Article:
Violence was another theme that some people say Pollack often represented as well as lived out in his own life. In his early paintings, such as Naked Man with a Knife, he pictured men in hand-to-hand combat with knives. The entire knife-wielding arm of the standing figure on the right has penetrated the head of one of his enemies. It enters below and mouth and exits above the brow. However, it has since been recognized that differently than always believed, Pollack normally had control over his violent bouts. Although he often had his furious moments, they were not necessarily for lack of control 14. Rather, they helped him display an "immediate" and "direct," but not "accidental" look15. He often stopped artwork for days, just to think about his next layer of paint.
Mark Rothko was another American Abstract Expressionist during this time. In the earliest days of their artwork, Pollack and Rothko's works were similar in approach. With the passing years, however, the two branched off from one another. Born in Russia, Rothko's family emigrated to Oregon when he was a young boy. He then went to Yale for two years, before dropping out and working odd jobs. It took him another 30 years to become well-known in his field. His fame did not last long. Suffering from depression, he committed suicide at the age of 67.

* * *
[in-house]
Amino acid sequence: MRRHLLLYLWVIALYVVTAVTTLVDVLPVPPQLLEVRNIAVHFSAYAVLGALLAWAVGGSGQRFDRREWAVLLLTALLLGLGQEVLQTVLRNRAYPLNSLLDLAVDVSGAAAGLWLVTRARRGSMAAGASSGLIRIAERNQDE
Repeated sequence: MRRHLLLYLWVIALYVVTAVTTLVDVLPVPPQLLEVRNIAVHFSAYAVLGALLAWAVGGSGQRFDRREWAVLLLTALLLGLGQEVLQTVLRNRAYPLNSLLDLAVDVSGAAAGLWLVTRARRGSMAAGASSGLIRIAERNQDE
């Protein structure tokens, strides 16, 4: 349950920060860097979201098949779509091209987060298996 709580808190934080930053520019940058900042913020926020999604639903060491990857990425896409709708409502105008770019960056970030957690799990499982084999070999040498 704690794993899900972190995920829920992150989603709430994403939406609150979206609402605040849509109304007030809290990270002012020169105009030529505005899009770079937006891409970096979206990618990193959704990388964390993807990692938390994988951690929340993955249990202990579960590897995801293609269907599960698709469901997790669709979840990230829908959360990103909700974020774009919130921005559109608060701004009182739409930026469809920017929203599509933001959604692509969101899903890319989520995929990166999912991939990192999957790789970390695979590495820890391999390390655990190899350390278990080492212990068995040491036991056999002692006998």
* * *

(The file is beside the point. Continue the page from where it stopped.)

Before going into water and oil painting, Rothko tried other forms of artwork.
He began to experiment with automatic drawing and the unconscious mind. His technique became looser and produced lines that dominated the foreground of his paintings. Rothko's first solo exhibition in New York was held at the Contemporary Arts Gallery in 1933. In 1935, he helped found The Ten, a group of artists sympathetic to Abstract Expressionism. He executed easel paintings for the Works Progress Administration Federal Art Project from 1936 to 1937 under President Roosevelt's administration. In the early 1940s, he developed a painting style with mythological content, simple flat shapes, and imagery inspired by primitive art 16.
In the early 1940's, stylistically his works were influenced by Surrealism. His canvases started to increase in size, and his style was still going through changes. Rothko was very much influenced by psychiatrist Carl Jung, student of Sigmund Freud, and the "spirit of Myth." Peggy Guggenheim also gave Rothko a solo show at Art of This Century in New York in 1945 17.
Rothko once said of his work: "There are painters who want to tell all, but I feel it is more shrewd to tell little. My paintings…[continue]
"Abstract Expressionism Sought To Represent The Pre-Cultural Pre-Lingual Discuss" (2005, May 31) Retrieved October 26, 2016, from http://www.paperdue.com/essay/abstract-expressionism-sought-to-represent-64296
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"Abstract Expressionism Sought To Represent The Pre-Cultural Pre-Lingual Discuss", 31 May 2005, Accessed.26 October. 2016, http://www.paperdue.com/essay/abstract-expressionism-sought-to-represent-64296